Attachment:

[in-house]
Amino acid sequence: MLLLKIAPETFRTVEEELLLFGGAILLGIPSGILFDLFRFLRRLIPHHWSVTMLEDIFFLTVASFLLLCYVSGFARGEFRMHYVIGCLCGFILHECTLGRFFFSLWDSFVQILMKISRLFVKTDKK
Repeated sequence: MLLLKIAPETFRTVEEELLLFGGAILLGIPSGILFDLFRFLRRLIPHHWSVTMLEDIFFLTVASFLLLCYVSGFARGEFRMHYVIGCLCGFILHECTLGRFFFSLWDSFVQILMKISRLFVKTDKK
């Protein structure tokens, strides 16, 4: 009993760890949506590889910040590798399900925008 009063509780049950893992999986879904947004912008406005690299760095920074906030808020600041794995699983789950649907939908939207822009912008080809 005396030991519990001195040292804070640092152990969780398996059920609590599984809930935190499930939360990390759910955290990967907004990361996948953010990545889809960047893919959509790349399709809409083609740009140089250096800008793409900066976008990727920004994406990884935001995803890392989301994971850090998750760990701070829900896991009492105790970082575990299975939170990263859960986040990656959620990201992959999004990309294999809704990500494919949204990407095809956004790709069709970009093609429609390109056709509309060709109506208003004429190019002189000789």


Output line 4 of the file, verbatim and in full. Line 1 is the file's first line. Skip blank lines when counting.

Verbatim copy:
């Protein structure tokens, strides 16, 4: 009993760890949506590889910040590798399900925008 009063509780049950893992999986879904947004912008406005690299760095920074906030808020600041794995699983789950649907939908939207822009912008080809 005396030991519990001195040292804070640092152990969780398996059920609590599984809930935190499930939360990390759910955290990967907004990361996948953010990545889809960047893919959509790349399709809409083609740009140089250096800008793409900066976008990727920004994406990884935001995803890392989301994971850090998750760990701070829900896991009492105790970082575990299975939170990263859960986040990656959620990201992959999004990309294999809704990500494919949204990407095809956004790709069709970009093609429609390109056709509309060709109506208003004429190019002189000789």